Blog - Parks Chesin & Walbert
19169
page-template,page-template-blog-large-image,page-template-blog-large-image-php,page,page-id-19169,page-parent,ajax_fade,page_not_loaded,,select-theme-ver-4.1,wpb-js-composer js-comp-ver-5.3,vc_responsive

Smyrna Fire Lieutenant Prevails in Disability Case

Parks, Chesin & Walbert’s 2018 is off to a great start with a jury verdict of almost $200,000 on behalf of a firefighter who was wrongfully terminated. In October of 1990, Allen Goble joined the Smyrna Fire Department. For the next 23 years and 7 months, he devoted his life to being a first responder. Like many firefighters and emergency medical technicians, Allen thrived on the adrenaline rush of heading to fire and accident scenes and saving lives. This work can take a toll as well. After years of witnessing some of the most profound human tragedies that most of us never encounter, and after witnessing the death of a small child, Allen developed anxiety disorder and Post-Traumatic Stress Disorder. While he tried to endure his suffering in private for some period of time, he and his family took the courageous step of informing the Fire Department of his diagnosis.

READ MORE

PCW Obtains Over $1,000,000 Verdict for Car Crash

On December 21, 2011, Wayne Nichols suffered significant injuries when a car driven by Andrew Fannin ran a stop sign and collided with Mr. Nichols vehicle as he was entering an intersection in Henry County. Mr. Nichols’s most significant injuries from the collision were to his knee and neck. He suffered a severe MCL strain in his knee, as well as three disc herniations in his neck that resulted a three-level cervical fusion surgery.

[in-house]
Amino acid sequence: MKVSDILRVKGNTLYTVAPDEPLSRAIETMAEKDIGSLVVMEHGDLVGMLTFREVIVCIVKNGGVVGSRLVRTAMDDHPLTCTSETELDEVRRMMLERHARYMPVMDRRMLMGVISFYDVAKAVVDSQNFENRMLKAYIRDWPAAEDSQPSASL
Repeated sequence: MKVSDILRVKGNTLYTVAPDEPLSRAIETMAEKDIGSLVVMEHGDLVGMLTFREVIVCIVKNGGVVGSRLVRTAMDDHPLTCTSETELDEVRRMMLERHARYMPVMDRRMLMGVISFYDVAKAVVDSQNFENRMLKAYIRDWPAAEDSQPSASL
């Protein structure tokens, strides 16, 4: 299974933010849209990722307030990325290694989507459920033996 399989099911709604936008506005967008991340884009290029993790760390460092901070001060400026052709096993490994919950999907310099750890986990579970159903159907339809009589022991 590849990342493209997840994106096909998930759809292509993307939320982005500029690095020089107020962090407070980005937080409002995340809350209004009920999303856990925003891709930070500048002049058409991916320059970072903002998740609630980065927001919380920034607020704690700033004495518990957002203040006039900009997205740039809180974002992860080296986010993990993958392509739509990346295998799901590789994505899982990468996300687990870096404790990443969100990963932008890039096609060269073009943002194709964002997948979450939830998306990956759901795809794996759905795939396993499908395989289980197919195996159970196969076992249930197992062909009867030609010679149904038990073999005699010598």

READ MORE

Another PCW Victory for Whistle-Blowers

In July of 2010, Fulton County Deputy County Manager Gwendolyn Warren and Maria Colon, the Fulton County Professional Standards Officer in charge of the Office of Professional Standards (“OPS”), were removed from their jobs because they exposed extensive government waste and corruption. Their report of gross fraud and waste within the Fulton County government led to a string of successful police investigations which uncovered a variety of wrong-doing, including the illegal payment of welfare benefits to employees, potential conflicts of interest, an employee trading county employment for sexual favors, and the theft of more than $180,000 of taxpayer money by County employees who used the money to operate a private company, Exquisite Events. The County Commissioners did not like the publicity, and pressured the County Manager to eliminate OPS. Eventually, the County Manager gave into the pressure, removed both Warren and Colon from their jobs, and closed OPS.